Whether #adoptivemama is something you like or not, the reality is that it has an impact on the World Wide Web.

Are you or someone you know planning a baby shower for an adoptive mom? Here is an article that might help. 

#AdoptiveMama and Mothers Who Have Adopted 

In my efforts to fully understand and research the #adoptivemama movement, I did what I do best—I reached out to others in the adoption community to see how they felt about this term. Mothers who built their families had a lot to say, and all had different lived experiences and perspectives. Though we are quick to think that #adoptivemama may just mean one thing, it turns out that it means many different things to many people. 

“This is a highly contentious term in the adoption world,” notes co-founder of helpusadopt.org, Becky Fawcett. “Many feel that calling yourself an adoptive mama or mom by adoption diminishes the role of just plain mom. I truly believe on this one that you do what is best for you and what you feel comfortable with.”

I do wonder if all moms use these words outside of the sphere of the internet. Though I often use the hashtag #workingmom on posts in relationship to mothers who work outside of the home and my own experiences of juggling parenting and a career, I would not likely refer to myself in that way outside of the social media world.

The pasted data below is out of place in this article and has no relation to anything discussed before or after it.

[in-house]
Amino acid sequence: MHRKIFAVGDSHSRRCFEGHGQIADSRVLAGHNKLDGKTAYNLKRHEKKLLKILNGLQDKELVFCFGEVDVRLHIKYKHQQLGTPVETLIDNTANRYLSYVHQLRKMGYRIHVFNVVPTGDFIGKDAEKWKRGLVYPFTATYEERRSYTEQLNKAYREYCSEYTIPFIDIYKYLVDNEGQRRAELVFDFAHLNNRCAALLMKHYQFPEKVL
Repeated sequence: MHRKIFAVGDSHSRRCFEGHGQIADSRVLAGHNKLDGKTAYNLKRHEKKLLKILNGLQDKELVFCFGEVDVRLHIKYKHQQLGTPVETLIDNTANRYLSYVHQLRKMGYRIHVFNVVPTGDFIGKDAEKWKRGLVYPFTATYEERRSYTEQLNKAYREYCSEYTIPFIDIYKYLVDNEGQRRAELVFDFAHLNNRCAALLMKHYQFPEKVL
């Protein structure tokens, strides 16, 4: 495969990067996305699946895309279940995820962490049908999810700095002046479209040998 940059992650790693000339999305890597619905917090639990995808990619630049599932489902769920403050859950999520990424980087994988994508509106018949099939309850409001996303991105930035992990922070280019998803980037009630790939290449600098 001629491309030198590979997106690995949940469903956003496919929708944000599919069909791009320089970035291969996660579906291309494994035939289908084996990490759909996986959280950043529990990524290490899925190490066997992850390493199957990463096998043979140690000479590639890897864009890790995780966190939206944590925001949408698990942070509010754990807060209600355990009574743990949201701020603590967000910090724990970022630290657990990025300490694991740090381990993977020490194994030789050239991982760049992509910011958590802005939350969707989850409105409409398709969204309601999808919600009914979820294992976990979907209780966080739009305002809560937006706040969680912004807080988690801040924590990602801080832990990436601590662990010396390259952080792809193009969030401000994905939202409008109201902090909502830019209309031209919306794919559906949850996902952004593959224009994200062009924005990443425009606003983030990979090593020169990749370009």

But, many moms do use #adoptivemama when describing themselves. As Becky notes, “I happen to use the term when referring to myself and will always be proud to call myself a mom by adoption, which is the term that I use, and I don’t feel that it makes me any less than. My children are well aware of who I am, and who their birth mothers are, and the roles that each of us plays in their lives. I am proud of how we built our family and I want the world to know.”

Amanda, who adopted her eldest daughter, notes that becoming a mother is one of the most special moments in her life. “My children (one who is adopted and one who is biological) continuously teach me to strive and be better every day. My oldest pushes me to be more adventurous, to maximize the joy and fun of every moment, and to live life to the fullest while my youngest reminds me to slow down and appreciate the small moments and milestones, to relax and appreciate God’s plan for all of us.” To Amanda, #adoptivemama is just another way to identify as a mom.